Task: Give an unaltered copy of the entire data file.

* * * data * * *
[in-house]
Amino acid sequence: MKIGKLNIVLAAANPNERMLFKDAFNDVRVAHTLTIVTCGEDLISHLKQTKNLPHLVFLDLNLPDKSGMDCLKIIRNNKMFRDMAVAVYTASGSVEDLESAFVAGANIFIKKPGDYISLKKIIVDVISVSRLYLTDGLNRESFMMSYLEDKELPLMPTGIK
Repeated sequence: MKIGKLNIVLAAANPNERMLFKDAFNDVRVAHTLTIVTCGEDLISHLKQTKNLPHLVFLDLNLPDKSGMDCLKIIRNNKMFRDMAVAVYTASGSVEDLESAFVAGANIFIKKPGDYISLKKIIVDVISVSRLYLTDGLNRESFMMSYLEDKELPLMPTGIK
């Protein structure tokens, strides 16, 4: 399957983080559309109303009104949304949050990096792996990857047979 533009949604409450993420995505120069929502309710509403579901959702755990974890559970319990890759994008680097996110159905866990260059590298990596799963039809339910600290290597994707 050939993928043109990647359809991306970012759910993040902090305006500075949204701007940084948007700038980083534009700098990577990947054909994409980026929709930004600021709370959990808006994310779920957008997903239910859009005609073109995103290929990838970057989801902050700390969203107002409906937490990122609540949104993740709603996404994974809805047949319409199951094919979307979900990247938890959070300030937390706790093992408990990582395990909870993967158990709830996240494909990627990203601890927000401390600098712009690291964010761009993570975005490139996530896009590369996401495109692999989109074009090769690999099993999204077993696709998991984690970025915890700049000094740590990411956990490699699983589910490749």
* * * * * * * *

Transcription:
[in-house]
Amino acid sequence: MKIGKLNIVLAAANPNERMLFKDAFNDVRVAHTLTIVTCGEDLISHLKQTKNLPHLVFLDLNLPDKSGMDCLKIIRNNKMFRDMAVAVYTASGSVEDLESAFVAGANIFIKKPGDYISLKKIIVDVISVSRLYLTDGLNRESFMMSYLEDKELPLMPTGIK
Repeated sequence: MKIGKLNIVLAAANPNERMLFKDAFNDVRVAHTLTIVTCGEDLISHLKQTKNLPHLVFLDLNLPDKSGMDCLKIIRNNKMFRDMAVAVYTASGSVEDLESAFVAGANIFIKKPGDYISLKKIIVDVISVSRLYLTDGLNRESFMMSYLEDKELPLMPTGIK
């Protein structure tokens, strides 16, 4: 399957983080559309109303009104949304949050990096792996990857047979 533009949604409450993420995505120069929502309710509403579901959702755990974890559970319990890759994008680097996110159905866990260059590298990596799963039809339910600290290597994707 050939993928043109990647359809991306970012759910993040902090305006500075949204701007940084948007700038980083534009700098990577990947054909994409980026929709930004600021709370959990808006994310779920957008997903239910859009005609073109995103290929990838970057989801902050700390969203107002409906937490990122609540949104993740709603996404994974809805047949319409199951094919979307979900990247938890959070300030937390706790093992408990990582395990909870993967158990709830996240494909990627990203601890927000401390600098712009690291964010761009993570975005490139996530896009590369996401495109692999989109074009090769690999099993999204077993696709998991984690970025915890700049000094740590990411956990490699699983589910490749």